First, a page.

Food for Thought

I know!

It is too much to expect good food from the college lunch room.

But at times, is it wrong to crave for some stimulation of the taste bud?

Alas, it happens rarely. It happens when you pay for food at the temple town and pay for the commute through your nose, leaving the wallet weigh a kilogram lesser.

Else it happens only when there is some special occasion.

But at times, the rush in the lunchroom makes you think is it a special occasion.

Well, yeah, its SPARTA when it comes to getting that hot aloo paratha off the platter or laying the hands on the tender jucy gulab jamuns (how I wish it was!) The hazelnut colored succulent spherical balls doused in the golden hued sugary syrup leaves me all drooling, not any more.

How contradictory it is on my part to describe the not-so-good-Manamai-made-Indian dumpling as a succulent tasty one!

The wafting smell of the not-so-good curries would actually try making you salivate, mostly in vain.

It would be a rebellious affair to get yourself a plate and spoon. Once you lay hands on them, the wait is real tiring to load the plate and hunting for a place with your fully loaded tray of ‘goodies’ is really painstaking.

The food, mind you, is worth mentioning.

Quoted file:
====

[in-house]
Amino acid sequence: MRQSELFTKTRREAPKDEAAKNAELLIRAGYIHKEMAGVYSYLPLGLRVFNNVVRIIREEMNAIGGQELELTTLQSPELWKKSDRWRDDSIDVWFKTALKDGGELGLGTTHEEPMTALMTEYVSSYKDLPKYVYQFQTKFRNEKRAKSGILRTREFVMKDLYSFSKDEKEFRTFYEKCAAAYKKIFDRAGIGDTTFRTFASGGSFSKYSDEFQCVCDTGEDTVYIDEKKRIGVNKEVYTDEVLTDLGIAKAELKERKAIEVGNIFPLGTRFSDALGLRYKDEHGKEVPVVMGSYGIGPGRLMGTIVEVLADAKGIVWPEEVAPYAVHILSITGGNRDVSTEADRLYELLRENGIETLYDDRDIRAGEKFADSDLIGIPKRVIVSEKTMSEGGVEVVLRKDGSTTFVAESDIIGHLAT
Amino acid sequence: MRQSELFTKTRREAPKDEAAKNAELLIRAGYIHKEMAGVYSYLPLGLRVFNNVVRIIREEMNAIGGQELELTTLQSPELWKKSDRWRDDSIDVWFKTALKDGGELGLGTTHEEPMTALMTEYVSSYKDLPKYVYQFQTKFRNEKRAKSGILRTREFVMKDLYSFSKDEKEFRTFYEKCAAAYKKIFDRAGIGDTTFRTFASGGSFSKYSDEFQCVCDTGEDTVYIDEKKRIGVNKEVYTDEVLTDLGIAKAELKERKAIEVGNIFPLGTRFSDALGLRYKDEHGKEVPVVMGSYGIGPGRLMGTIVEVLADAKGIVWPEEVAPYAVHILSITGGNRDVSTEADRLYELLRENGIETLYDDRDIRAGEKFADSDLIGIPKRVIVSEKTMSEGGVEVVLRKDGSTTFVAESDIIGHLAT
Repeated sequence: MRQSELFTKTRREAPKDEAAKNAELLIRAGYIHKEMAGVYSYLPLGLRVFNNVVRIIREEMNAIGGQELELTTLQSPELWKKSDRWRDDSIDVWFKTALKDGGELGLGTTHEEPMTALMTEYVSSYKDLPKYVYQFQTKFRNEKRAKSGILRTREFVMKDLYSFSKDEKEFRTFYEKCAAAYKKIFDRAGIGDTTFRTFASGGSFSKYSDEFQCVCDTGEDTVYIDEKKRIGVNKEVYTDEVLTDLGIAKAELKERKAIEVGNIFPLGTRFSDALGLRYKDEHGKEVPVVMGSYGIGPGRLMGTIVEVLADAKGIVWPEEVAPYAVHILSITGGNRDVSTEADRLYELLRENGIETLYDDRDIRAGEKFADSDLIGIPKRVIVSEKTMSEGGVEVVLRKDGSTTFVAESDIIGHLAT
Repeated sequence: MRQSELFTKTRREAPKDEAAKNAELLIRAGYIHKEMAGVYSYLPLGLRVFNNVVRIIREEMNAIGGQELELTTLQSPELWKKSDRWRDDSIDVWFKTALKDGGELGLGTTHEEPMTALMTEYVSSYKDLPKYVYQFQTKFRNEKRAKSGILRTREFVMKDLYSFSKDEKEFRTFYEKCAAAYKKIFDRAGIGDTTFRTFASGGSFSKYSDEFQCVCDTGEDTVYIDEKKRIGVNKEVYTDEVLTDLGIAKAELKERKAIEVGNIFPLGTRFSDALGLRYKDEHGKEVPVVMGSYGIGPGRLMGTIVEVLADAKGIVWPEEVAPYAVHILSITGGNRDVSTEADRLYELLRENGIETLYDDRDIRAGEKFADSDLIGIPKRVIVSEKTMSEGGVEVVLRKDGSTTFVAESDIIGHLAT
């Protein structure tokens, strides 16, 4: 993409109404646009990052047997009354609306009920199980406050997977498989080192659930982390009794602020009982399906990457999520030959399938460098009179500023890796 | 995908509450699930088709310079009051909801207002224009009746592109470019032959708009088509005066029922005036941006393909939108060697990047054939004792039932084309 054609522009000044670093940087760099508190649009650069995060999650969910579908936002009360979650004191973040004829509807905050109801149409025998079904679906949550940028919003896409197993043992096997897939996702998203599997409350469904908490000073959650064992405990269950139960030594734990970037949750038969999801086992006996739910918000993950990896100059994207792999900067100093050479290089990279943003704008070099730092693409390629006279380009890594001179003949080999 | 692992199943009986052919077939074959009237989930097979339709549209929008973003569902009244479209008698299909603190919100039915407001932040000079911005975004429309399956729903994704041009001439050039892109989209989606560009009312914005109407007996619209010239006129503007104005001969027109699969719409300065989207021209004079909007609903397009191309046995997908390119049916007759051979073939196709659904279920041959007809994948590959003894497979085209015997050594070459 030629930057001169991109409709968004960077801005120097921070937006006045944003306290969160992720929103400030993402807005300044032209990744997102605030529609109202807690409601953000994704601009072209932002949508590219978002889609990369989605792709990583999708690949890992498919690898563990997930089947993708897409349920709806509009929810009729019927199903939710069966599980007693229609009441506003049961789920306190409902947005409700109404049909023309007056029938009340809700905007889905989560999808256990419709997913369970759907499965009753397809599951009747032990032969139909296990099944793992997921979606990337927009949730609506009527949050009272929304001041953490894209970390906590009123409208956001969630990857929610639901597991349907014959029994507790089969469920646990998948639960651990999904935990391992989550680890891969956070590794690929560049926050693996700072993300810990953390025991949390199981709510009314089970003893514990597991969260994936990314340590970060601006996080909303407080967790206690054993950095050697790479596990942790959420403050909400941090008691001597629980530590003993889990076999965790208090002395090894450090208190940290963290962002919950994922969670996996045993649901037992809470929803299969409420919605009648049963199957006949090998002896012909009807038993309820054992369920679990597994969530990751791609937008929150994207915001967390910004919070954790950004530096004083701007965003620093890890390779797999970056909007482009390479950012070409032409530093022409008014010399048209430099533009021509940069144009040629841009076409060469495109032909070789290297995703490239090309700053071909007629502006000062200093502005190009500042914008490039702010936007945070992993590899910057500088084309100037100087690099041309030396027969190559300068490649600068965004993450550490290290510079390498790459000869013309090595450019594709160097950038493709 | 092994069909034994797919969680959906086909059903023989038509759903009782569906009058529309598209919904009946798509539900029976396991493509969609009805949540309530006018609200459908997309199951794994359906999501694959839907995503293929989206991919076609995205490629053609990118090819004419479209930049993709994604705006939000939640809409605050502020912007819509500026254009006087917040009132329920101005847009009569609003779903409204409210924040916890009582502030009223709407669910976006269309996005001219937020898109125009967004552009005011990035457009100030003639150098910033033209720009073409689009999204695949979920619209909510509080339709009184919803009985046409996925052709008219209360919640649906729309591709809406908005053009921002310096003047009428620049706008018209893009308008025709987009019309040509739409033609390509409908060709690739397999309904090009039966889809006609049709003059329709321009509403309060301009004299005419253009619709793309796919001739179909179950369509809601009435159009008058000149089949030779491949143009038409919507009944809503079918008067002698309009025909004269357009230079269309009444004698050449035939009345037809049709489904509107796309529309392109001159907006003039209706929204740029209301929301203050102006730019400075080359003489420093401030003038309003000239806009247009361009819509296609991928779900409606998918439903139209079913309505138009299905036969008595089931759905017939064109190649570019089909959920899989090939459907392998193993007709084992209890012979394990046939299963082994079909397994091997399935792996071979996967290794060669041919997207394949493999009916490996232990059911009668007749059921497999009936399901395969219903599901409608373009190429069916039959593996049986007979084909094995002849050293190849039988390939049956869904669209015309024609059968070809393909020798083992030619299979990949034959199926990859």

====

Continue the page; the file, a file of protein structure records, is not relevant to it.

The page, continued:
The paneer is made as if it was to be given for charity. Bland blood-color tinged watery gravy with rock solid paneer- ultimate!

The color of the daal looks tempting but as it makes contact with the tongue, you know what. Watery, gross tasting. Obviously it is food colors galore that gave a sensory misappropriation.

The rice would be as cold as the expression of the staff there. The grains stick on to each other in such unison and the ladle would come up a slice of rice cake.

Most of the south Indian food, when touches the tip of the tongue can get you to identify the ingredients. Not because of you being a connoisseur, but due to the cooking prowess of the self acclaimed cooks. The raw taste of turmeric stands out distinctively. An inch thick layer of oil tops the curries and as you know, it is mandatory for you to drink two teaspoons of oil for a healthy mind, body and soul. (How sarcastic!)

The sweet is often very sweet with no special flavor apart from the sugar that predominates the taste. Boiled concoction of milk and sugar becomes the payasam (kheer) and an overdose of jaggery over rice is our sweet pongal.

Curd, that is made in-house deserves no special mention. Sour or with that prickly tinge, it degenerates the taste buds and makes them capable of doing nothing during your meal, except curse the cook.

The menu is often set by experiment-savvy gentlemen who prefer eating paneer-do-pyaas with dosa and hakka noodles with coconut chutney.

Lastly, we are often denied the ambrosia if we miss the clock by a second. Sadly, the day the taste doesn’t linger on the lip puts the day to haywire.

And the saddest part:
Reading the menu to picture the whims and fancies of the ornate delicacies that adorn the table can give rise to a hysterical laugh riot.

Enjoy the ‘Pav Bhaji and Chappad Onions’  (read chopped onions)

All those who have abused your mom for not making good food, please do a ‘PADAPOOJA’ and seek mercy at her feet.

We got what we deserved!

6 thoughts on “Food for Thought

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